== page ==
JUAN LACAZE, Uruguay (AP) — When Uruguay announced last year that it would be taking in five families fleeing Syria’s devastating civil war, residents of this small town pulled together and lobbied to host one.
Then in November, locals welcomed a newly arrived Merhi Alshebli, his wife and their 15 children with food and seeds to plant vegetables. People in Juan Lacaze, a coastal city of fishermen and paper factory workers in southwestern Uruguay, wanted to do their part to help a country where more than 200,000 have been killed in the fighting.
But after months of the Syrians’ complaints about their living conditions and demands to be sent to another country, many Uruguayans in this town and elsewhere have come to see the refugees more as rude, ungrateful guests. This month the 51-year-old Alshebli shocked locals by dousing himself in gasoline in protest, furthering Uruguayans’ indignation and sense that this South American nation’s humanitarian gesture has gone off the rails.
“I’m outraged,” said Monica Benitez, who works at a shoe store in Juan Lacaze’s tiny downtown. “What they are doing is offensive.”
Uruguay’s attempt to help by sheltering 42 refugees – a largely symbolic gesture given that over 4 million Syrians have fled since civil war broke out in 2011 – appears to be backfiring, just as earlier this year the ups and downs of six former Guantanamo Bay detainees taken in by the country hogged headlines.
Like the ex-detainees, the refugee families complain that life in Uruguay is expensive and authorities aren’t doing enough to support them. But unlike the former prisoners, who refused jobs offered to them, the adult Syrians have worked.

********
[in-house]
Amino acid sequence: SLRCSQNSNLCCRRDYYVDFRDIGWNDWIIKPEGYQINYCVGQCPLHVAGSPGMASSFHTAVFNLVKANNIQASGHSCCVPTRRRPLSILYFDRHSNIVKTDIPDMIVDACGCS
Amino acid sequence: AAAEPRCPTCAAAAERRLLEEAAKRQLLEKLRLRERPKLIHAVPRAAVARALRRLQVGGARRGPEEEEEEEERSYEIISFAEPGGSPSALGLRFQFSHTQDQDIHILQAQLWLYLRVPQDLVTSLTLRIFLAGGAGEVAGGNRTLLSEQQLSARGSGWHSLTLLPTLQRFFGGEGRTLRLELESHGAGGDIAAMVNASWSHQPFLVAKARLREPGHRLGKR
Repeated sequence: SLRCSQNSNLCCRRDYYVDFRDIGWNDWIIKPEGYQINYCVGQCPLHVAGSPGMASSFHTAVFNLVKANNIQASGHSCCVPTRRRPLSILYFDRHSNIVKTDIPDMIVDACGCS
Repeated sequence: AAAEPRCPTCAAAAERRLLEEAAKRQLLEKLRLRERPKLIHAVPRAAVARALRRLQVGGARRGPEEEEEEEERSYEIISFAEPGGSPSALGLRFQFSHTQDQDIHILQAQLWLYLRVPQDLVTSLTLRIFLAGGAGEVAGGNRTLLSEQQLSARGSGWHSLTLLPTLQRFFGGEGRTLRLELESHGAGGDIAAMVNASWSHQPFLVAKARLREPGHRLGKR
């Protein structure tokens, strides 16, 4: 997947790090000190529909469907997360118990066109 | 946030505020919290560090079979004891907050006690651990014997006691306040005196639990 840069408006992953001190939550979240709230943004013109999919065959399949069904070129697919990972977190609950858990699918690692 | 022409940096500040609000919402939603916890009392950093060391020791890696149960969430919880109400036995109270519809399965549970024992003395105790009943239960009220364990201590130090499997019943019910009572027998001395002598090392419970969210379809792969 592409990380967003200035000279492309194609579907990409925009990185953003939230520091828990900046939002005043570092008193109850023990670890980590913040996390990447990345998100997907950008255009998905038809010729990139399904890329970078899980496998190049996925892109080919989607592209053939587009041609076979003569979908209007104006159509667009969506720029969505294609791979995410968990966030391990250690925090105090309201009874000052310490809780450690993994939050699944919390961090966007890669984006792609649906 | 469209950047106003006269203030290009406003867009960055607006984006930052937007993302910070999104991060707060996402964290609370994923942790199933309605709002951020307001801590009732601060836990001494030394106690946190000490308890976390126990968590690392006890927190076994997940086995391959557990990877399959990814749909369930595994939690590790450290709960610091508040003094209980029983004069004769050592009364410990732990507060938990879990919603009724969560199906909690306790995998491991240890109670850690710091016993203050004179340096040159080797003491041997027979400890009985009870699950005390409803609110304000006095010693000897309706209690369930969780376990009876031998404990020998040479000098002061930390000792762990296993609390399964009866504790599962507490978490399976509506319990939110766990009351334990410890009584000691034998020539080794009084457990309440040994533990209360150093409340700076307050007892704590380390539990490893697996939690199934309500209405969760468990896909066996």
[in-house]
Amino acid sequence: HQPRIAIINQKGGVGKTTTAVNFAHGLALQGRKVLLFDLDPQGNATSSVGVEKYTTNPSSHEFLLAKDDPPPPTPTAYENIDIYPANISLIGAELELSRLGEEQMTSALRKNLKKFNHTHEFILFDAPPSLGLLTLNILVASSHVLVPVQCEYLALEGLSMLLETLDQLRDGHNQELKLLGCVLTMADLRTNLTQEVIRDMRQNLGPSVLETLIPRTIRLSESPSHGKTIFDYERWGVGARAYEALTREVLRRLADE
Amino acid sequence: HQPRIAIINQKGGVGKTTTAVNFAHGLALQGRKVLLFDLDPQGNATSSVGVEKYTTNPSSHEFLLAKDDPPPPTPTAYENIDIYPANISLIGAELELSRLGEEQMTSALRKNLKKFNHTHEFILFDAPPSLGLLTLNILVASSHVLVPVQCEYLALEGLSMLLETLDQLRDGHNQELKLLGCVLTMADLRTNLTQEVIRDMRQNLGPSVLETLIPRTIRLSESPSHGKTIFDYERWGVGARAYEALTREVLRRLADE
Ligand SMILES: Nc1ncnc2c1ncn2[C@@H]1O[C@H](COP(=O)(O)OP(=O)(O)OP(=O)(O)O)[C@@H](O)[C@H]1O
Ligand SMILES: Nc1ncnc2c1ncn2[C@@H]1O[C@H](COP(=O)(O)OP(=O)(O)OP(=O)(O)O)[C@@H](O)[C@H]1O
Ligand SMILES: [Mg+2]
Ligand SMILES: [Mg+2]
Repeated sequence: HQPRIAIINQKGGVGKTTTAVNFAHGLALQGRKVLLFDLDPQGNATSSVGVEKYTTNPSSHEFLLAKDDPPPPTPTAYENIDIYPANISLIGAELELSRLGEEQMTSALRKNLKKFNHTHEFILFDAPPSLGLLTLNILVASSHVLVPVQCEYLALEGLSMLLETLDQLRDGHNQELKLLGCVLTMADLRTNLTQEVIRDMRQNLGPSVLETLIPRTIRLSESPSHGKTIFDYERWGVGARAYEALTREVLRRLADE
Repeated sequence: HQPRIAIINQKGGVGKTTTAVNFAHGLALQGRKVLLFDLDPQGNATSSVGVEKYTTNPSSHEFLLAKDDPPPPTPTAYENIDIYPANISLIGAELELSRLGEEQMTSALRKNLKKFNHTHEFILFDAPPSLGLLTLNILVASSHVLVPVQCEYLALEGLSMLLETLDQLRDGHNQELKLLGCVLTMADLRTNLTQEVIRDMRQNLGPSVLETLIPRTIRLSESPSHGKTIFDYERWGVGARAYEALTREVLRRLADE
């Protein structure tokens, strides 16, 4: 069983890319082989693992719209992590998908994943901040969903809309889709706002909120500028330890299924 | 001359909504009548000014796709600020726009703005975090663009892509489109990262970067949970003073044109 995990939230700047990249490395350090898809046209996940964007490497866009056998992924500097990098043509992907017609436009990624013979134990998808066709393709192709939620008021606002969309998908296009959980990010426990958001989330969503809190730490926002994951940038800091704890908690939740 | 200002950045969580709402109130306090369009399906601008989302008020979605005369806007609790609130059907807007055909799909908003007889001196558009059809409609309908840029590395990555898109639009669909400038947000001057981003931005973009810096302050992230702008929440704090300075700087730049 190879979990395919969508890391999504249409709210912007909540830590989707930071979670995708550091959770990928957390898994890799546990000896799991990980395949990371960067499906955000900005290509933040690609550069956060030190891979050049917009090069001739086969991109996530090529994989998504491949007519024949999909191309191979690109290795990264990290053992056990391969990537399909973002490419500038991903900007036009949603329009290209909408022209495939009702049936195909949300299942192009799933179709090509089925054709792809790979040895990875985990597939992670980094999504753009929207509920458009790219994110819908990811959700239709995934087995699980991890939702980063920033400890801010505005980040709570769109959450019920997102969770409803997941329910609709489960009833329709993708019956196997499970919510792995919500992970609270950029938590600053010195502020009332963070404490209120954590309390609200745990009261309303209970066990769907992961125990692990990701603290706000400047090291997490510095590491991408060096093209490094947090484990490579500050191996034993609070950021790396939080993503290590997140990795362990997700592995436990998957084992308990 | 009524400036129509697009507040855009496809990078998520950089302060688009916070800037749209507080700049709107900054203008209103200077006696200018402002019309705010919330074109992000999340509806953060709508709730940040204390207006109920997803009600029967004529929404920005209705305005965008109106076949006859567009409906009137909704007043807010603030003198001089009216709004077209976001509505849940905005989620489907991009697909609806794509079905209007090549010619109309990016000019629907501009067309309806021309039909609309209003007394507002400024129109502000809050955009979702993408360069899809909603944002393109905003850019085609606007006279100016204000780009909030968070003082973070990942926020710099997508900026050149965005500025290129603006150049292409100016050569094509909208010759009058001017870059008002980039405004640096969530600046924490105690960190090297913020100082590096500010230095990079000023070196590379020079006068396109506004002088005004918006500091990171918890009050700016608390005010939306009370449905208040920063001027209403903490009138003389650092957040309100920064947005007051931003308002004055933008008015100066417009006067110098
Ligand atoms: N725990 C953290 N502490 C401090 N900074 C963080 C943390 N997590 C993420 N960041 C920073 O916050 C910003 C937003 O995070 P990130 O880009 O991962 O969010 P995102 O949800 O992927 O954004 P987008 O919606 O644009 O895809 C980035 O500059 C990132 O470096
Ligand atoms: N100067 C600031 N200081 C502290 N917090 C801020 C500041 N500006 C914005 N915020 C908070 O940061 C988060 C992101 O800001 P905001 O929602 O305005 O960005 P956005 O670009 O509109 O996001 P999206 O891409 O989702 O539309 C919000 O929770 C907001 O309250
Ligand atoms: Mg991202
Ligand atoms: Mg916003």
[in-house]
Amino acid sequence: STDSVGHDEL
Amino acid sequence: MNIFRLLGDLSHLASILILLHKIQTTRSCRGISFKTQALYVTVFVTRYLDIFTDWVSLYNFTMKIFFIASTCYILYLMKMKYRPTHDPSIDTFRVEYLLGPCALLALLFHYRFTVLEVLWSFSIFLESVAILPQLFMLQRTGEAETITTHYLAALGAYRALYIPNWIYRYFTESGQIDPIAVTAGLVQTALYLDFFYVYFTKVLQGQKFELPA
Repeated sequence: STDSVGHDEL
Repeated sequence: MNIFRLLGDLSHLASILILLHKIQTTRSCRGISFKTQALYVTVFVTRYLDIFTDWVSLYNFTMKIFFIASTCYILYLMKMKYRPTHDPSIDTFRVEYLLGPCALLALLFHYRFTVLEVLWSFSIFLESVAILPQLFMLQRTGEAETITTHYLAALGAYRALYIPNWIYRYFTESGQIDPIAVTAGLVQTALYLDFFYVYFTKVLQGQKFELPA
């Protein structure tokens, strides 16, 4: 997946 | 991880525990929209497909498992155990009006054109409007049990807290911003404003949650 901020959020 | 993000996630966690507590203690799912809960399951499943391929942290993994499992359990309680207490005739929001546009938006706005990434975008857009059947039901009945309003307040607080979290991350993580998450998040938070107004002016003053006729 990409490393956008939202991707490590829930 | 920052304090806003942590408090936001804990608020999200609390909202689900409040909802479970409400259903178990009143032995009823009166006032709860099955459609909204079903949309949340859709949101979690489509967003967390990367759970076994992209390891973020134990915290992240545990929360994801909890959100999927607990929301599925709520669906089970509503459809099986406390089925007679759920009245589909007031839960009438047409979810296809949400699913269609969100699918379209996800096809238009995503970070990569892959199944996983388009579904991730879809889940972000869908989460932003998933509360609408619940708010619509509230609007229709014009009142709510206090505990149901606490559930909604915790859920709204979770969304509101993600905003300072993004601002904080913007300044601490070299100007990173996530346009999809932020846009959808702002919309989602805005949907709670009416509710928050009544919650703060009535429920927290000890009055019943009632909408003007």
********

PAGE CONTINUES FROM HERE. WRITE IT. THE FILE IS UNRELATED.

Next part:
The Syrians’ biggest beef is that they can’t make ends meet even though the government provides housing and gives each family a monthly stipend. Both government officials and the families have declined to say how much that is.
“I like Uruguay. I like Uruguayan families. My young children all go to school here,” Alshebli said in halting Spanish, standing in the living room of his sparsely furnished, multi-room home on the outskirts of Juan Lacaze. “But food is very expensive. How can I feed 15 children?”
He showed The Associated Press a two-month winter electricity bill totaling $475 and said everyone in the family who is able works. For example his 19-year-old daughter Nada sells Arab food downtown and recently worked in an assisted living facility, but earned just $68 in a little under a month there.
Alshebli also complained that the government won’t let him farm beyond the modest vegetable garden the family has planted.
“No sheep. No cows. No land,” said Alshebli, recounting what he said officials told him.
Political analyst Daniel Chasquetti said the government underestimated cultural differences between Uruguay and the refugees’ homeland and failed to take into account their limited job skills.
“And it’s not like Uruguay is a country bursting with opportunities,” Chasquetti said.